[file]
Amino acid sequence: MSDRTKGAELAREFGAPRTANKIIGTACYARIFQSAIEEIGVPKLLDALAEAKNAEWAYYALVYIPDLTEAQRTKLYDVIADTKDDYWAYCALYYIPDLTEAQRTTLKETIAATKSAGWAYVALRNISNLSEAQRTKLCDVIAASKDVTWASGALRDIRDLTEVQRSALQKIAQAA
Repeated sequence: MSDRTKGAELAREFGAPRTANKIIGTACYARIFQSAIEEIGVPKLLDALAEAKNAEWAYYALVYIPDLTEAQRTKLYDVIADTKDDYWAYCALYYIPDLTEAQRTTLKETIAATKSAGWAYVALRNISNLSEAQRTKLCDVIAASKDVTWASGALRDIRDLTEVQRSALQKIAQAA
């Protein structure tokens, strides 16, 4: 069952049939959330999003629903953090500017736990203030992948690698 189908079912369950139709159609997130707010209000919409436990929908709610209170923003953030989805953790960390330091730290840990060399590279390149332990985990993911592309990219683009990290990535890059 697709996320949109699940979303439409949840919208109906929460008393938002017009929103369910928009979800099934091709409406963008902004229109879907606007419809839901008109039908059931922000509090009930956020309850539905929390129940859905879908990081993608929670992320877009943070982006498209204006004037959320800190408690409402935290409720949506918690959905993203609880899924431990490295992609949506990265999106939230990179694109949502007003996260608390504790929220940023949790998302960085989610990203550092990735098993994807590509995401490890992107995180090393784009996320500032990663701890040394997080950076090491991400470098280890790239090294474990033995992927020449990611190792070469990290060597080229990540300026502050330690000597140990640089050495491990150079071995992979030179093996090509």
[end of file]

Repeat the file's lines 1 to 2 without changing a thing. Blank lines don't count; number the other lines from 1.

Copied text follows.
Amino acid sequence: MSDRTKGAELAREFGAPRTANKIIGTACYARIFQSAIEEIGVPKLLDALAEAKNAEWAYYALVYIPDLTEAQRTKLYDVIADTKDDYWAYCALYYIPDLTEAQRTTLKETIAATKSAGWAYVALRNISNLSEAQRTKLCDVIAASKDVTWASGALRDIRDLTEVQRSALQKIAQAA
Repeated sequence: MSDRTKGAELAREFGAPRTANKIIGTACYARIFQSAIEEIGVPKLLDALAEAKNAEWAYYALVYIPDLTEAQRTKLYDVIADTKDDYWAYCALYYIPDLTEAQRTTLKETIAATKSAGWAYVALRNISNLSEAQRTKLCDVIAASKDVTWASGALRDIRDLTEVQRSALQKIAQAA